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I Wish I Knew Then…

Alex Gulko’s reflections on life lessons

EDITOR’S NOTE: In this occasional column, we’re asking experienced custom designers and makers to share a few of the things they wished they’d known when they were getting started. Alex Gulko, owner of Alex Gulko Custom Jewelry in Ann Arbor, Michigan, talks about finding the best location for your business and the importance of being an early technology adopter.

I wish I knew then…

that location matters.

When I immigrated from Ukraine in 1993, I opened my business right away. The money was tight, so I tried to find something that was more reasonably priced. I ended up buying a business that was located not in the best spot in the city. I really should have looked for a better, more central location. It took several more moves to get to where I am. Even though the rent is more expensive, I’m getting my money back because of the high number of customers I have. Also, the business now attracts the type of client who would not go to a worse location. And most importantly, the current location reflects the image I wish to develop.

I wish I knew then…

that a jeweler’s internet presence is very important.

I didn’t create a site early on because it didn’t offer a chance to communicate in person. I need to learn from my clients as much as possible; I focus on listening to them—something that can’t be done online. But in retrospect, I should have developed a website earlier than 2002. Because marketing is not my strength—I prefer to work with clients on their designs—I didn’t focus on my online image. Now I know that I need a site, and it needs to be great. I redesigned it recently and see that the effort has paid off—the website now attracts more traffic. I still maintain that the best way to collaborate on the design is in person, but the internet can bring the clients into the store.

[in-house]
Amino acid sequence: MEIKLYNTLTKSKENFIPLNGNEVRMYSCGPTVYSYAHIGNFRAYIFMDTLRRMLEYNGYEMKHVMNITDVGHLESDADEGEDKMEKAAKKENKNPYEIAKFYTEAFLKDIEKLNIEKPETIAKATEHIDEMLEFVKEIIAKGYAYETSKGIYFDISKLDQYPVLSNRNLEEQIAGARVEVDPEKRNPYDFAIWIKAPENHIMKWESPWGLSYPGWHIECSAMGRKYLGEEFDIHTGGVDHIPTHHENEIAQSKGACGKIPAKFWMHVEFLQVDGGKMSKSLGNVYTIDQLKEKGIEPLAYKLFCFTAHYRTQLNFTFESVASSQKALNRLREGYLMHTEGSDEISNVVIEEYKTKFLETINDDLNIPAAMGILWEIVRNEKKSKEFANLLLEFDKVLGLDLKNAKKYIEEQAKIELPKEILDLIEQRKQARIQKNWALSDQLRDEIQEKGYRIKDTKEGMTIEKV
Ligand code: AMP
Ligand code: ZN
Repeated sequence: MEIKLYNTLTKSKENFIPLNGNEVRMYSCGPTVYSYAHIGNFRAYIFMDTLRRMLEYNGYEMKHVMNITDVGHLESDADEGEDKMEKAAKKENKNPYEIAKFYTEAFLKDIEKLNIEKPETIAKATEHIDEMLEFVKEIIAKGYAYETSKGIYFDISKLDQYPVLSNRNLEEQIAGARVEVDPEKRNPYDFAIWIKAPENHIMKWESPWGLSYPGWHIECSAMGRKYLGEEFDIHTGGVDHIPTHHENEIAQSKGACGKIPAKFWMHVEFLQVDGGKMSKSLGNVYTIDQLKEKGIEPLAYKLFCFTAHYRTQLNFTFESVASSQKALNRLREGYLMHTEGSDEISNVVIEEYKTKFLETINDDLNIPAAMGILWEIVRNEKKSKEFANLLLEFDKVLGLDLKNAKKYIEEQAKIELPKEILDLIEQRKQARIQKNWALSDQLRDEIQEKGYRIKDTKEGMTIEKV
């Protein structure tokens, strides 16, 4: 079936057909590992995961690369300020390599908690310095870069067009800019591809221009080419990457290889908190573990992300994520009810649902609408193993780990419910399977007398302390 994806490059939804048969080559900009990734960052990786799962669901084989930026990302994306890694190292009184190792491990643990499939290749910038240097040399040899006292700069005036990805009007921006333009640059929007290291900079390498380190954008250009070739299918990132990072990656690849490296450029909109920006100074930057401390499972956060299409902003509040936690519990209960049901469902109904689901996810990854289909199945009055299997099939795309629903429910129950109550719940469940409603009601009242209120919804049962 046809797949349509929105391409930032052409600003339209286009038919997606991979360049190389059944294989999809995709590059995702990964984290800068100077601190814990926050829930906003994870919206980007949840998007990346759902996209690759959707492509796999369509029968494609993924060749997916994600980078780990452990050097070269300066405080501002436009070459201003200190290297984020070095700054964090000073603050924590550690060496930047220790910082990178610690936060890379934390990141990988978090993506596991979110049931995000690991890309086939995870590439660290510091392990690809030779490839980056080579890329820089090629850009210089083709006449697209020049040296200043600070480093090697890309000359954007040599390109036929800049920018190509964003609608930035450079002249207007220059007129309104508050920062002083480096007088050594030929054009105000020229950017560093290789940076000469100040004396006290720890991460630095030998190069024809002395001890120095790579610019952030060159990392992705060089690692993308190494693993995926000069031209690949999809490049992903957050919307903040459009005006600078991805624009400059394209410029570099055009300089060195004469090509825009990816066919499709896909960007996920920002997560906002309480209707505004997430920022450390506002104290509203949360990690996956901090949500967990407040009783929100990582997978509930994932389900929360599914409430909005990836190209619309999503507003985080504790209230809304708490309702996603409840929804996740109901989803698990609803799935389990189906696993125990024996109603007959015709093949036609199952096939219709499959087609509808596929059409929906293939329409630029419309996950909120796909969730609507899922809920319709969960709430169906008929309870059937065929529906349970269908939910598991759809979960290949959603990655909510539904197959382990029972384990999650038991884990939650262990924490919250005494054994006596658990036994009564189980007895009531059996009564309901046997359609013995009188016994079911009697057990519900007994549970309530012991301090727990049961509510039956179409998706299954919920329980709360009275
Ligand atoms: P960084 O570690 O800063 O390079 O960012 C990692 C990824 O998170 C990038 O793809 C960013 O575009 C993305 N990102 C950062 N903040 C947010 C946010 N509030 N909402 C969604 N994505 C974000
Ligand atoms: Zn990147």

I wish I knew then…

that I shouldn’t wait to embrace technology.

Before I got into computer-aided design (CAD), I did everything by hand. That involved many appointments, going back and forth, numerous steps to finalize the design. I should have started using CAD five years before I did. I have been using it for 10 years, but the software has been around longer. Had I adopted it right away, it would have saved me some time. Because of my engineering background, I was able to learn the software on my own. It took me about a year before I started incorporating CAD in my design. But the best way to learn would have been in a workshop taught by a professional. I couldn’t do it because then I would have had to close down my business, but those jewelers who have time should.


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